In the second instalment of S-Mag week photographer Liam Warwick teams up with milliners Jordan Bowen and Keely Hunter for fashion film, His ‘n’ Hers, before we take a look at Jordan’s shoot – His. And come back tomorrow for more shots from Keely’s portion of the shoot – Hers.
Jordan Bowen fell into his craft almost by accident, training with family friend Stephen Jones as a stopgap move before deciding to embark on a full time career in millinery. A part time model also known for wearing his own creations around East London, we find out how he’s putting Stephen’s advice to good use.
TWHAT WAS THE FIRST HAT YOU FELL IN LOVE WITH?
My aunt is a stylist and she went to university with Stephen Jones in the early eighties—she was basically his muse and best friend. Because she lived in LA there was a shrine to her in my grandma’s house, and I remember looking at pictures of her and Stephen in hats. I’d gaze at them and find them really fascinating.
WAS YOUR AUNT AN INFLUENCE ON YOU FROM AN EARLY AGE?
She lived in Los Angeles and she’s quite bossy and domineering but in a really fabulous way! She really introduced me to the idea of style and she challenged me. I remember being in LA at about 17 when she gave me the book Buffalo: The Style and Fashion of Ray Petri, and said, ‘you need to read this, it’s part of your education’
SO WHAT DREW YOU TO HATS SPECIFICALLY?
I was at a crossroads in my life, I was about 19 and I’d just finished my A-Levels, and wasn’t sure what to do with myself. I was planning to go to university and become a writer but my aunt said to me, ‘why don’t you just go and work at Stephen’s for a couple of weeks and see if you like it’, and I did. I remember painting plant pots with shoe polish for about a week! I left for a bit and went travelling, and then I came back to Stephen’s studio and it just felt right, I felt at home there.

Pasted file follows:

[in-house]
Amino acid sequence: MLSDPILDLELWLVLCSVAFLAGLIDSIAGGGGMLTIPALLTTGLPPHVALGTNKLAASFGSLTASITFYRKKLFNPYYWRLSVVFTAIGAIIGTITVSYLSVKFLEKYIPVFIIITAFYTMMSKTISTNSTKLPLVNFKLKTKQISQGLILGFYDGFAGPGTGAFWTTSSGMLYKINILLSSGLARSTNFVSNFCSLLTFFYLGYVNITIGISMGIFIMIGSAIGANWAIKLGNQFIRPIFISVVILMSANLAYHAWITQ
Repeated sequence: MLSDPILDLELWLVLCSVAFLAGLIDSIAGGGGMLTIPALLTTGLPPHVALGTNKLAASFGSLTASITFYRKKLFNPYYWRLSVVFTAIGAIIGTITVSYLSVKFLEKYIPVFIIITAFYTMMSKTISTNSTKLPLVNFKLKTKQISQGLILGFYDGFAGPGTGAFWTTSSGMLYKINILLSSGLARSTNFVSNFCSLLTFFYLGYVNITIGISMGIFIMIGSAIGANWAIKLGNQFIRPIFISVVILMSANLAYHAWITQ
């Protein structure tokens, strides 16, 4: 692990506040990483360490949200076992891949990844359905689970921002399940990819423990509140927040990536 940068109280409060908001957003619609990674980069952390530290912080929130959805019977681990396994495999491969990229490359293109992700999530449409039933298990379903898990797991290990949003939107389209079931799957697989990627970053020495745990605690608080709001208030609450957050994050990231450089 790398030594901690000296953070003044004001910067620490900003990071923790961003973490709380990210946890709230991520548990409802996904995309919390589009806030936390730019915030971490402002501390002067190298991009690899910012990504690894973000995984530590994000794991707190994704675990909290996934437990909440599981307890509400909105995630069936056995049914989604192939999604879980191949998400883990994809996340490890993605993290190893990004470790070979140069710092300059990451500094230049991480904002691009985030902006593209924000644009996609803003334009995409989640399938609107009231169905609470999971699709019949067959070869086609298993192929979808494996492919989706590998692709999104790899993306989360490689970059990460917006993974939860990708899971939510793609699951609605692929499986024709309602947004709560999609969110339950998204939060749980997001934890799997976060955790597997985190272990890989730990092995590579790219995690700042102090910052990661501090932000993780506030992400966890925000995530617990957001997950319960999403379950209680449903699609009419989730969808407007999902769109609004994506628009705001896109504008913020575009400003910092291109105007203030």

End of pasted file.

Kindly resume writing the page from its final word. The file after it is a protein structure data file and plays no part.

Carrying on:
WHY DID YOU FEEL THE NEED TO GO TO KENSINGTON AND CHELSEA COLLEGE THEN?
I was working with Stephen for about four years before I made the decision to go to university so up to that point I’d picked up a lot, but when I started college I’d never actually made a hat from start to finish. I suppose I began to get frustrated. I was watching Stephen being so creative, working with Dior, Jasper Conran and Galliano making all these amazing hats. I was very envious of what Stephen was doing but looking back now it was inspiration, so in 2010 I thought, ‘fuck it, I’ll apply for college’.
WHAT DO YOU FEEL YOU LEARNT AT COLLEGE THAT YOU COULDN’T LEARN WITH STEPHEN?
To make a hat for a start! At Stephen’s I just learnt the basics—how to do a bow and all these little bits but at college I learnt how to actually construct a hat from a flat piece of fabric. But I’ve always been quite rebellious and I really rebelled at college. I retaliated against what they wanted me to do and started doing menswear instead of traditional women’s hats. I thought if nothing else I’d leave with a collection of hats that I could wear. But in retrospect I am very grateful for all the skills they taught me.
WHERE DO YOU FIND YOUR INSPIRATION AT THE START OF A NEW COLLECTION?
The inspiration for my shapes actually came from looking at a book of Botero, he’s an artist who basically repaints everything but fat—fat Jesus, fat Mona Lisa. I really love his aesthetic, I love his curves and my inspiration for shape comes from him. But apart from him, I’m inspired by books. My first collection, was based on Orwell’s 1984 because I was reading that at the time.
HOW MUCH OF YOUR OWN PERSONALITY IS REFLECTED IN YOUR DESIGNS?
They are me, completely. Now that I’ve started designing more commercially I take wearability into account but I hate the word compromise so I think it’s important not to compromise too much.
See more the new issue of Leica’s S-Mag here